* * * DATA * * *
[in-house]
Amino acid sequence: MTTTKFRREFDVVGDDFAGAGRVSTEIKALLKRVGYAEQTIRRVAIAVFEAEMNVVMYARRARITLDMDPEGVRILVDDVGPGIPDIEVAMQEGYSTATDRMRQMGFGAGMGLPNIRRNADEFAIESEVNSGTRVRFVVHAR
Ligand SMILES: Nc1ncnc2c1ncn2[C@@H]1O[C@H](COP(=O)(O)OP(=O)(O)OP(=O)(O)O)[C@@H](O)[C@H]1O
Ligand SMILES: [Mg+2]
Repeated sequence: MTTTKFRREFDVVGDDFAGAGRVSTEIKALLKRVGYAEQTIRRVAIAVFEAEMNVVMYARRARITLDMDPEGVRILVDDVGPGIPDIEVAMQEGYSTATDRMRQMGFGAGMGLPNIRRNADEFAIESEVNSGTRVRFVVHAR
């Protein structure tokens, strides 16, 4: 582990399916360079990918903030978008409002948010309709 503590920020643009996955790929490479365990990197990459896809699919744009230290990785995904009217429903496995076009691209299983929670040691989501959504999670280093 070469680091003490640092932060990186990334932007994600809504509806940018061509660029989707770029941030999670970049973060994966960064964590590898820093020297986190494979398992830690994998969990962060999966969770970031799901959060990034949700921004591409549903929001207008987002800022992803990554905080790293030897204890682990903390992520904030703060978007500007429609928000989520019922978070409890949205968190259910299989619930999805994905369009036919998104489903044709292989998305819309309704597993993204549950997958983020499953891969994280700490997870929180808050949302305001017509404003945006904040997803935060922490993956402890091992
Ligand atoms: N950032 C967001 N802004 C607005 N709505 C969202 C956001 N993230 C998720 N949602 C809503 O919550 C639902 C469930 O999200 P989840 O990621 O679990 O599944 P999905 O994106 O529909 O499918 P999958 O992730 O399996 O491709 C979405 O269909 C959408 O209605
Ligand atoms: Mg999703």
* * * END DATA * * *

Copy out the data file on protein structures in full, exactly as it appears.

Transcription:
[in-house]
Amino acid sequence: MTTTKFRREFDVVGDDFAGAGRVSTEIKALLKRVGYAEQTIRRVAIAVFEAEMNVVMYARRARITLDMDPEGVRILVDDVGPGIPDIEVAMQEGYSTATDRMRQMGFGAGMGLPNIRRNADEFAIESEVNSGTRVRFVVHAR
Ligand SMILES: Nc1ncnc2c1ncn2[C@@H]1O[C@H](COP(=O)(O)OP(=O)(O)OP(=O)(O)O)[C@@H](O)[C@H]1O
Ligand SMILES: [Mg+2]
Repeated sequence: MTTTKFRREFDVVGDDFAGAGRVSTEIKALLKRVGYAEQTIRRVAIAVFEAEMNVVMYARRARITLDMDPEGVRILVDDVGPGIPDIEVAMQEGYSTATDRMRQMGFGAGMGLPNIRRNADEFAIESEVNSGTRVRFVVHAR
């Protein structure tokens, strides 16, 4: 582990399916360079990918903030978008409002948010309709 503590920020643009996955790929490479365990990197990459896809699919744009230290990785995904009217429903496995076009691209299983929670040691989501959504999670280093 070469680091003490640092932060990186990334932007994600809504509806940018061509660029989707770029941030999670970049973060994966960064964590590898820093020297986190494979398992830690994998969990962060999966969770970031799901959060990034949700921004591409549903929001207008987002800022992803990554905080790293030897204890682990903390992520904030703060978007500007429609928000989520019922978070409890949205968190259910299989619930999805994905369009036919998104489903044709292989998305819309309704597993993204549950997958983020499953891969994280700490997870929180808050949302305001017509404003945006904040997803935060922490993956402890091992
Ligand atoms: N950032 C967001 N802004 C607005 N709505 C969202 C956001 N993230 C998720 N949602 C809503 O919550 C639902 C469930 O999200 P989840 O990621 O679990 O599944 P999905 O994106 O529909 O499918 P999958 O992730 O399996 O491709 C979405 O269909 C959408 O209605
Ligand atoms: Mg999703």